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Forgotten dreams

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Of all the films to have faced censorship battles in the English-speaking world, there are few as apparently innocuous as Alice au Pays des Merveilles (Alice in Wonderland, Lou Bunin, Dallas Bower and Marc Maurette, 1949). An often-overlooked adaptation of the beloved Lewis Carroll novel, the 1949 film was the first screen incarnation of the story to make substantial use of animation. Its troubled production history offers a textbook example of how the state and the commercial sector can each work to crush artistic endeavours.

Carroll’s Alice’s Adventures in Wonderland had already been adapted for the big screen five times by the late 1940s, culminating in its first major studio interpretation in Norman Z McLeod’s Alice in Wonderland (1933). While these productions differed in various ways, they all used costumed actors to portray most of the characters of Wonderland and their narratives adhered to the basic framework of Carroll’s book. In contrast, the 1949 film relegated the events of the novel to a story-within-a-story, opening instead on the rarefied 19th century Oxford environment in which Carroll lived. The Wonderland that the live-action Alice (Carol Marsh) ventured into was a series of austere sets populated exclusively by stop-motion animated figures.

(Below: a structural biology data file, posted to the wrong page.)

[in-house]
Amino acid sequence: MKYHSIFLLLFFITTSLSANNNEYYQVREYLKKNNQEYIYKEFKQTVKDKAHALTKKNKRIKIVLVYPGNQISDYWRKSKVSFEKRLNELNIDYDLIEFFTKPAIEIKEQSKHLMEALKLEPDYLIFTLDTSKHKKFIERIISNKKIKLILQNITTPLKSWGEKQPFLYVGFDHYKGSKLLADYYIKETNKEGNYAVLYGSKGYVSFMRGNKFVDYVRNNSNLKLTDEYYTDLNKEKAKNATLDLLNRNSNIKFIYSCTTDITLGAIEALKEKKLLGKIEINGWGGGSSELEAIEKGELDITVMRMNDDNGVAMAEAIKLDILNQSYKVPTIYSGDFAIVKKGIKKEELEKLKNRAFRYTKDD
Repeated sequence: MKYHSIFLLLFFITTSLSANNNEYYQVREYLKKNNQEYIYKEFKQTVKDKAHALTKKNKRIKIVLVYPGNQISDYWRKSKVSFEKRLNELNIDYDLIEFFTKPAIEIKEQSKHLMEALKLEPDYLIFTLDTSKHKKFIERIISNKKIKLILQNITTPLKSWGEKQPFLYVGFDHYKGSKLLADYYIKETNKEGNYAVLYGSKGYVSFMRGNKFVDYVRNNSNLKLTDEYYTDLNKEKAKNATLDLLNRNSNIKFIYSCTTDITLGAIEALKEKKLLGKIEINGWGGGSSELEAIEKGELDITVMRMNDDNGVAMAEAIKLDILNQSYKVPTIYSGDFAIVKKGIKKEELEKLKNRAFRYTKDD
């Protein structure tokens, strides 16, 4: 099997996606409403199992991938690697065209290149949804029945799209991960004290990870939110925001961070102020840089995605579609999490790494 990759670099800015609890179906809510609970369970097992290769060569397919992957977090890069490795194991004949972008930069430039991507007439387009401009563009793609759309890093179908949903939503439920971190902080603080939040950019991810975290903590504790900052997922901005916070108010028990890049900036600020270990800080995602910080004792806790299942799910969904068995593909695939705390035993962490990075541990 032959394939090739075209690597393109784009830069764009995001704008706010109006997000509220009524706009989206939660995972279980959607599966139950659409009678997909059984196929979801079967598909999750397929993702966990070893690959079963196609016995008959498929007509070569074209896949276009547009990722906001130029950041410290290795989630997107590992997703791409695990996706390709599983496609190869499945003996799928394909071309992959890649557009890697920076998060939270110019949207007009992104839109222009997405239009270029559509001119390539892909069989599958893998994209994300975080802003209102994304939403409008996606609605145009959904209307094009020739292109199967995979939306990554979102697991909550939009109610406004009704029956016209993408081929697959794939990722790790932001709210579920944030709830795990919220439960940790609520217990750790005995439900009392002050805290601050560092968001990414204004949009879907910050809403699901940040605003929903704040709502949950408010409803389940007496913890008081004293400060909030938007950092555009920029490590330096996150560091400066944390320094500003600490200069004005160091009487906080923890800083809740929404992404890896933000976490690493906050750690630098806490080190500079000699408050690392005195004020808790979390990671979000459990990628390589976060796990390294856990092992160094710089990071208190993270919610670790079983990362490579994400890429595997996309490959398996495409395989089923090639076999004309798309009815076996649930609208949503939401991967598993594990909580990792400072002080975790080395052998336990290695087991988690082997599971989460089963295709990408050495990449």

A side-by-side comparison of the 1949 and 1933 animated and costumed casts of Alice in Wonderland respectively

Alice au Pays des Merveilles' animated versions of Lewis Carroll's characters (left) and costumed versions from 1933's Alice in Wonderland (right)